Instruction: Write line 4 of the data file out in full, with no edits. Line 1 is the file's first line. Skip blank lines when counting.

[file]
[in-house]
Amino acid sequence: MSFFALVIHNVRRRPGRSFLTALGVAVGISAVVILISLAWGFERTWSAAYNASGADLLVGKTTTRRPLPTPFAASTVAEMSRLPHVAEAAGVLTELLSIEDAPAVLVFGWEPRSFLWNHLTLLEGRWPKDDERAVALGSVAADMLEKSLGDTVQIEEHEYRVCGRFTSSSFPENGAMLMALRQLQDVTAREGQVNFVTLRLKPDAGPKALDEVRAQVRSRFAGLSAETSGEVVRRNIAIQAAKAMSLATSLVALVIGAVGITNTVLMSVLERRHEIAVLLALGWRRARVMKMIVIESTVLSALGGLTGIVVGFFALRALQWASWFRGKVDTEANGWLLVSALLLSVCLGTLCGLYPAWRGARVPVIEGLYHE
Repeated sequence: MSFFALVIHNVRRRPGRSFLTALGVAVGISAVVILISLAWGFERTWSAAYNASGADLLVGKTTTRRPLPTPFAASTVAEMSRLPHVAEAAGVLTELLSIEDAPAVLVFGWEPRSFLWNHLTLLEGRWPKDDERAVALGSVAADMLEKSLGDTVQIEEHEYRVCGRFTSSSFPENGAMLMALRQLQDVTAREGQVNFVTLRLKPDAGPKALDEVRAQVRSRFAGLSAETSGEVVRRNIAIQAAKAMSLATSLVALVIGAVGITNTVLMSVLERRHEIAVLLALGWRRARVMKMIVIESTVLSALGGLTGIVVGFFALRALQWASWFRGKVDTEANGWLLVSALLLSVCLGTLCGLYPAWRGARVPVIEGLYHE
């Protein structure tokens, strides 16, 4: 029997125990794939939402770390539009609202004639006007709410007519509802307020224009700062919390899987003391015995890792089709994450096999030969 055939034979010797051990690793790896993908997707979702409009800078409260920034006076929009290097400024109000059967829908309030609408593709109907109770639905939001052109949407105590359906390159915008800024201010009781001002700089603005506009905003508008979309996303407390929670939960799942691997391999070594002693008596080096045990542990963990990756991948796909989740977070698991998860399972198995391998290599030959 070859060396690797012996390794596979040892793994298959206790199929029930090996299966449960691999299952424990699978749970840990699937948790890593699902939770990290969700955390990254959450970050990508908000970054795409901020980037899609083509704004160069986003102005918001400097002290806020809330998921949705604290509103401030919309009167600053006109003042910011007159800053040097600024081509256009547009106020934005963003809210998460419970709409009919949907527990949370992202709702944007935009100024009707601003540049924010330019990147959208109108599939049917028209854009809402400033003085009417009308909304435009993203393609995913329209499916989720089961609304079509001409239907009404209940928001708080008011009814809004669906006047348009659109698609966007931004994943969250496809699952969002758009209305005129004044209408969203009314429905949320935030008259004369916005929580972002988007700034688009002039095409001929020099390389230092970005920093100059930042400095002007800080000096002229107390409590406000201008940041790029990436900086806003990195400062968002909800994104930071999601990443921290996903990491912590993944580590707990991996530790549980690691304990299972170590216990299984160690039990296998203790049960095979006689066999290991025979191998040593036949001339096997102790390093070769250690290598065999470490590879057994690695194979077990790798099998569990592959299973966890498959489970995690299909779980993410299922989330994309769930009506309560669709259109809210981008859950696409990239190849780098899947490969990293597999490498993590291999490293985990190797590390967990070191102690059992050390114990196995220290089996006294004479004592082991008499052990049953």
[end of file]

């Protein structure tokens, strides 16, 4: 029997125990794939939402770390539009609202004639006007709410007519509802307020224009700062919390899987003391015995890792089709994450096999030969 055939034979010797051990690793790896993908997707979702409009800078409260920034006076929009290097400024109000059967829908309030609408593709109907109770639905939001052109949407105590359906390159915008800024201010009781001002700089603005506009905003508008979309996303407390929670939960799942691997391999070594002693008596080096045990542990963990990756991948796909989740977070698991998860399972198995391998290599030959 070859060396690797012996390794596979040892793994298959206790199929029930090996299966449960691999299952424990699978749970840990699937948790890593699902939770990290969700955390990254959450970050990508908000970054795409901020980037899609083509704004160069986003102005918001400097002290806020809330998921949705604290509103401030919309009167600053006109003042910011007159800053040097600024081509256009547009106020934005963003809210998460419970709409009919949907527990949370992202709702944007935009100024009707601003540049924010330019990147959208109108599939049917028209854009809402400033003085009417009308909304435009993203393609995913329209499916989720089961609304079509001409239907009404209940928001708080008011009814809004669906006047348009659109698609966007931004994943969250496809699952969002758009209305005129004044209408969203009314429905949320935030008259004369916005929580972002988007700034688009002039095409001929020099390389230092970005920093100059930042400095002007800080000096002229107390409590406000201008940041790029990436900086806003990195400062968002909800994104930071999601990443921290996903990491912590993944580590707990991996530790549980690691304990299972170590216990299984160690039990296998203790049960095979006689066999290991025979191998040593036949001339096997102790390093070769250690290598065999470490590879057994690695194979077990790798099998569990592959299973966890498959489970995690299909779980993410299922989330994309769930009506309560669709259109809210981008859950696409990239190849780098899947490969990293597999490498993590291999490293985990190797590390967990070191102690059992050390114990196995220290089996006294004479004592082991008499052990049953």